SEATTLE (TheStreet) -- Americans might have cut back on frothy cappuccino drinks, but coffee consumption has remained remarkably stable in the past year. That's good news for the companies fighting for their share of the caffeine-addicted public.
Even though consumer spending is down,
Peet's Coffee & Tea
have actually seen revenue rise, thanks to smart product launches. Even
, which saw a significant slump in sales, has managed to rebound.
In any competitive industry, a business must find its niche and defend it. If you can define and maintain your territory as well as Starbucks and McDonald's do, you'll stay ahead of the competition.
Anyone in the coffee business has one built-in advantage: a broad base of potential customers. About half of American adults drink coffee every day.
"Consumers still see coffee as an integral part of their everyday lives," says Robert F. Nelson, chief executive officer of the National Coffee Association. "Even if economic conditions cause some to alter their coffee choices, they are nonetheless continuing to enjoy coffee at levels very much on par with recent years."
Coffee has been a morning mainstay for decades, but the quality and cost has improved in recent years. Starbucks popularized upscale coffee creations, such as frappuccinos.
McDonald's even entered the business this year with its McCafe, and so far it looks like a winner. Sales at McDonald's restaurants in the U.S. were up 3.5% in the second quarter and 2.6% in July. Increased coffee sales contributed to the gains.
McDonald's CEO Jim Skinner said in a statement that customers want "menu variety, value and convenience."
Consider those three factors. McDonald's is about as convenient as it gets, with more locations than any other restaurant in the country. And the company relies on low prices to attract budget-conscious consumers. That leaves menu variety as the main area where the company can innovate to bring in new revenue.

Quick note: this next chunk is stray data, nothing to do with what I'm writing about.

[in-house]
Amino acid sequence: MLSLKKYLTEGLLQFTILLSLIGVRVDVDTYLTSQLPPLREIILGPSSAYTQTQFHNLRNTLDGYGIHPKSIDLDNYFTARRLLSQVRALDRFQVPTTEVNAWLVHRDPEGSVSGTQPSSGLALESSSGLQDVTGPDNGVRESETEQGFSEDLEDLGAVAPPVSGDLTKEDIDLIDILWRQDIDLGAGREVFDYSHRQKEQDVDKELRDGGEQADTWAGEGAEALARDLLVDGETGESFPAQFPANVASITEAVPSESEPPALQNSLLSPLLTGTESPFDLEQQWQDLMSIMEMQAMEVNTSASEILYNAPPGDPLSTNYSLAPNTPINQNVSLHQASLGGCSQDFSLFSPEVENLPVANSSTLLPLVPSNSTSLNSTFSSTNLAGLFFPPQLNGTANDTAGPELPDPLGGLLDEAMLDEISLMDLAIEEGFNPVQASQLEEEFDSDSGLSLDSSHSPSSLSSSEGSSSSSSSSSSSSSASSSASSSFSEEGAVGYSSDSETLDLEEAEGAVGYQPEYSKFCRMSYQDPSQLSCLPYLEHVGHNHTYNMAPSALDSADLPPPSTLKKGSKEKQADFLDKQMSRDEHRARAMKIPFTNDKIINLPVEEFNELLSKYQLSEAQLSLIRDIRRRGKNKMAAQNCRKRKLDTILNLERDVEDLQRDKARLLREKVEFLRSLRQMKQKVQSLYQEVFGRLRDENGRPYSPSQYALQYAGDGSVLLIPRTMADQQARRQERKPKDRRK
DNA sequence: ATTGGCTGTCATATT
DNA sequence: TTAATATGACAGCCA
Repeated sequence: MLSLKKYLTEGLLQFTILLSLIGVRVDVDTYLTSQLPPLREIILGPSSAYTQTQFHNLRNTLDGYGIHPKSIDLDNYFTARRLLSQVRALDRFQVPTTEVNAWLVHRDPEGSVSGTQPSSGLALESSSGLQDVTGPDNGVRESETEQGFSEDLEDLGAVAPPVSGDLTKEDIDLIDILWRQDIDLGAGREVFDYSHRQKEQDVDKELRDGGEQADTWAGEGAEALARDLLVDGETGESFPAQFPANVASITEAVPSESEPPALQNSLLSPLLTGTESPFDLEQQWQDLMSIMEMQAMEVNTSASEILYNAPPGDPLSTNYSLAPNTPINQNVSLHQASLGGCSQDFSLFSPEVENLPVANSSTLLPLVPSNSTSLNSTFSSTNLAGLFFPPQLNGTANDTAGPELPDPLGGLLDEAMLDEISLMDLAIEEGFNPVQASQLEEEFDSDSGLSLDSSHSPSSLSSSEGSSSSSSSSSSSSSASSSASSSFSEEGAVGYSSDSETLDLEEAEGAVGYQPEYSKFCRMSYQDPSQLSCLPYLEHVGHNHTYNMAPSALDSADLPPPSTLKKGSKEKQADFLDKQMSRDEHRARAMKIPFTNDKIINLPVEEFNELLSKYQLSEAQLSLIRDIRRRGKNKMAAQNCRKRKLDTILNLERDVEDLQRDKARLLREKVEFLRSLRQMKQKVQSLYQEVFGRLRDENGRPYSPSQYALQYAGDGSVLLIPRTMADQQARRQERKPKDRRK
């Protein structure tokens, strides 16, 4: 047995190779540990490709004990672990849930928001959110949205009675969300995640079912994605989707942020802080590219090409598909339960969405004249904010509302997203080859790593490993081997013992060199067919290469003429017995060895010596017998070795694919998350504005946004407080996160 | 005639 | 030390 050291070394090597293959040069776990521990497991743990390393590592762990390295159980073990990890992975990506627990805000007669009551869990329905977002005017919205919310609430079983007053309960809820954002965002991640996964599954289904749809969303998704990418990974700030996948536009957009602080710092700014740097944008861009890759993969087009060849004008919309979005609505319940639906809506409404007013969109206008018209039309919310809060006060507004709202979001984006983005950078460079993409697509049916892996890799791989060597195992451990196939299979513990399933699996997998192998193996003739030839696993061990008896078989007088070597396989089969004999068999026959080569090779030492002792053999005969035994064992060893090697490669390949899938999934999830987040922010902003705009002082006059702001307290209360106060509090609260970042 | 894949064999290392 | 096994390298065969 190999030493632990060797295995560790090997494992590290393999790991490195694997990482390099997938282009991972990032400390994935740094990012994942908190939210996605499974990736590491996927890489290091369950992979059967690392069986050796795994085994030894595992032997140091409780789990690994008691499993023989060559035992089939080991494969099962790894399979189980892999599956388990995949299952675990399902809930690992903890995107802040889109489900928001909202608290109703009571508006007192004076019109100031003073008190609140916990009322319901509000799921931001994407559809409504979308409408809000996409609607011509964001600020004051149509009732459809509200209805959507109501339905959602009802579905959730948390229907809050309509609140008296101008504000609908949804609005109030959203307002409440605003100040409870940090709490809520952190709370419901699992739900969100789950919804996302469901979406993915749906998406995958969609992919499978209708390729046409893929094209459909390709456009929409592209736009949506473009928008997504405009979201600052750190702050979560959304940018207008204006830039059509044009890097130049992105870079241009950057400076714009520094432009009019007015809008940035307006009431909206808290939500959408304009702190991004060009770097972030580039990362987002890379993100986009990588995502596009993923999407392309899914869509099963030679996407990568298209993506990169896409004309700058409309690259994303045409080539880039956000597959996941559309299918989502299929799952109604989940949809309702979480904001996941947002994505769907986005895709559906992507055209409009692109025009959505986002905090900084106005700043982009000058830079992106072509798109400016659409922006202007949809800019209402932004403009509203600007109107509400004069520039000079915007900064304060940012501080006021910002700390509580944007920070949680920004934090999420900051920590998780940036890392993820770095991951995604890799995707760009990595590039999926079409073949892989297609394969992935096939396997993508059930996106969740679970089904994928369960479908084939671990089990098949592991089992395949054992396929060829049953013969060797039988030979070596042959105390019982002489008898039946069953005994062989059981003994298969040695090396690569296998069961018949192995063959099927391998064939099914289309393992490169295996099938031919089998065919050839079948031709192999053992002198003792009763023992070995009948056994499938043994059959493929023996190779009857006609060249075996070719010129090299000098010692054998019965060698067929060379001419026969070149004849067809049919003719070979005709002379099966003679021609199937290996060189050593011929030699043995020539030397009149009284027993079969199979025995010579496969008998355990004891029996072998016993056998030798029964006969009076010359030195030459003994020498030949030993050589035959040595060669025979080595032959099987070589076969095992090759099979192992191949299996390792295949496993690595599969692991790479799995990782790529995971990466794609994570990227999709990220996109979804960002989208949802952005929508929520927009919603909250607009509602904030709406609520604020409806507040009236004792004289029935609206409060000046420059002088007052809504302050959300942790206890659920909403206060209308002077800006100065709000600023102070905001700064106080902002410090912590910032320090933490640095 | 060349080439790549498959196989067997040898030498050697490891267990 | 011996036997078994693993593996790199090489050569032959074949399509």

McDonald's is a marketing powerhouse that understands its customer base, so it knew how to zero in on McCafe's potential consumers. Rather than trying to ape Starbucks' confusing array of specialty drinks, McDonald's offers three choices: cappuccinos, mochas and lattes.
The goal wasn't to convince coffeehouse habitués to become McDonald's regulars, though there are probably some budget-conscious folks who have exchanged their morning Starbucks for McDonald's. The real advantage has come from converting existing customers. McDonald's dominates the fast-food breakfast category; convincing some of those regulars to pay a little more for their coffee has already paid off.
Another coffee player, Peet's Coffee & Tea, has also seen sales rise in response to the economy. The National Coffee Association says at-home coffee preparation is up 5% this year from 2008. That has helped brands with strong grocery-store presence, like Peet's, which is sold in about 8,400 stores throughout the country.
Peet's saw net revenue increase 5% in the second quarter, and grocery-store sales went up 9%. At the same time, the company is burnishing its gourmet credentials by partnering with privately owned
to sell a new Godiva-branded brew.
While Starbucks has a reputation for quality, it's also known for its higher prices, a bad trait if you're trying to attract customers during a recession. The company's same-store sales slid 5% during 2008, and then fell 9% and 8% in the first and second quarters, respectively.
Starbucks slowed expansion plans, closed stores and began hawking a more affordable brew, along with customer-loyalty cards. Those moves helped the company slow its sales decline to 5% in the third quarter. Cost cuts have boosted the company's profit margins.
Peet's, McDonald's and Starbucks offer three different customer experiences. Each company would probably love to steal market share from one another. But the coffee business has proved there's room for three strong players, as long as you have enough customers craving your product.
-- Reported by Elizabeth Blackwell in Chicago.
Elizabeth Blackwell is a freelance writer based in Chicago. She is the author of Frommer's Chicago guidebook, and writes for the Wall Street Journal, Chicago, and other national magazines.